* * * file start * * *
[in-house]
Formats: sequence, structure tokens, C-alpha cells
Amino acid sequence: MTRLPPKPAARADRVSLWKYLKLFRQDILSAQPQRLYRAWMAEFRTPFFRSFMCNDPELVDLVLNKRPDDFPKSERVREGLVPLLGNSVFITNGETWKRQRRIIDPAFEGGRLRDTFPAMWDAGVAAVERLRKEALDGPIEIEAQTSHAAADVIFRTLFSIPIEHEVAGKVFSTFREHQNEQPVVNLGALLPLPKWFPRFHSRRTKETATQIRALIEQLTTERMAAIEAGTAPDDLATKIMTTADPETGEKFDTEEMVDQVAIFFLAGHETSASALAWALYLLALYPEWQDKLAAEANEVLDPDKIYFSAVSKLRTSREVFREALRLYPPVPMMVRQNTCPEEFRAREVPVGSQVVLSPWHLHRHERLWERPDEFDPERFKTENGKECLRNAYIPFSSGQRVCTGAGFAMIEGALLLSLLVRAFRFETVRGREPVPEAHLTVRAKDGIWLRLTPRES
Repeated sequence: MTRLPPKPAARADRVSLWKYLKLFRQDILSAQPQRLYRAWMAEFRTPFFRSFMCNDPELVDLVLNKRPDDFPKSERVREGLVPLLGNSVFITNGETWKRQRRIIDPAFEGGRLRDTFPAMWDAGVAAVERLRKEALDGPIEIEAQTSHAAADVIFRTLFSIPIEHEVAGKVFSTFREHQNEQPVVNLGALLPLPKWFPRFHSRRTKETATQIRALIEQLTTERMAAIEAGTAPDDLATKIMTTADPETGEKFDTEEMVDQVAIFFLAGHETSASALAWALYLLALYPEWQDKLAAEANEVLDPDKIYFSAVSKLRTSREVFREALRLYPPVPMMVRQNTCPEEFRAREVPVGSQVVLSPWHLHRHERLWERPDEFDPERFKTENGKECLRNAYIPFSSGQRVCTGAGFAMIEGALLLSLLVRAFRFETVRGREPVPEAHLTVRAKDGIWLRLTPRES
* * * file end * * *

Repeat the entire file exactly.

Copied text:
[in-house]
Formats: sequence, structure tokens, C-alpha cells
Amino acid sequence: MTRLPPKPAARADRVSLWKYLKLFRQDILSAQPQRLYRAWMAEFRTPFFRSFMCNDPELVDLVLNKRPDDFPKSERVREGLVPLLGNSVFITNGETWKRQRRIIDPAFEGGRLRDTFPAMWDAGVAAVERLRKEALDGPIEIEAQTSHAAADVIFRTLFSIPIEHEVAGKVFSTFREHQNEQPVVNLGALLPLPKWFPRFHSRRTKETATQIRALIEQLTTERMAAIEAGTAPDDLATKIMTTADPETGEKFDTEEMVDQVAIFFLAGHETSASALAWALYLLALYPEWQDKLAAEANEVLDPDKIYFSAVSKLRTSREVFREALRLYPPVPMMVRQNTCPEEFRAREVPVGSQVVLSPWHLHRHERLWERPDEFDPERFKTENGKECLRNAYIPFSSGQRVCTGAGFAMIEGALLLSLLVRAFRFETVRGREPVPEAHLTVRAKDGIWLRLTPRES
Repeated sequence: MTRLPPKPAARADRVSLWKYLKLFRQDILSAQPQRLYRAWMAEFRTPFFRSFMCNDPELVDLVLNKRPDDFPKSERVREGLVPLLGNSVFITNGETWKRQRRIIDPAFEGGRLRDTFPAMWDAGVAAVERLRKEALDGPIEIEAQTSHAAADVIFRTLFSIPIEHEVAGKVFSTFREHQNEQPVVNLGALLPLPKWFPRFHSRRTKETATQIRALIEQLTTERMAAIEAGTAPDDLATKIMTTADPETGEKFDTEEMVDQVAIFFLAGHETSASALAWALYLLALYPEWQDKLAAEANEVLDPDKIYFSAVSKLRTSREVFREALRLYPPVPMMVRQNTCPEEFRAREVPVGSQVVLSPWHLHRHERLWERPDEFDPERFKTENGKECLRNAYIPFSSGQRVCTGAGFAMIEGALLLSLLVRAFRFETVRGREPVPEAHLTVRAKDGIWLRLTPRES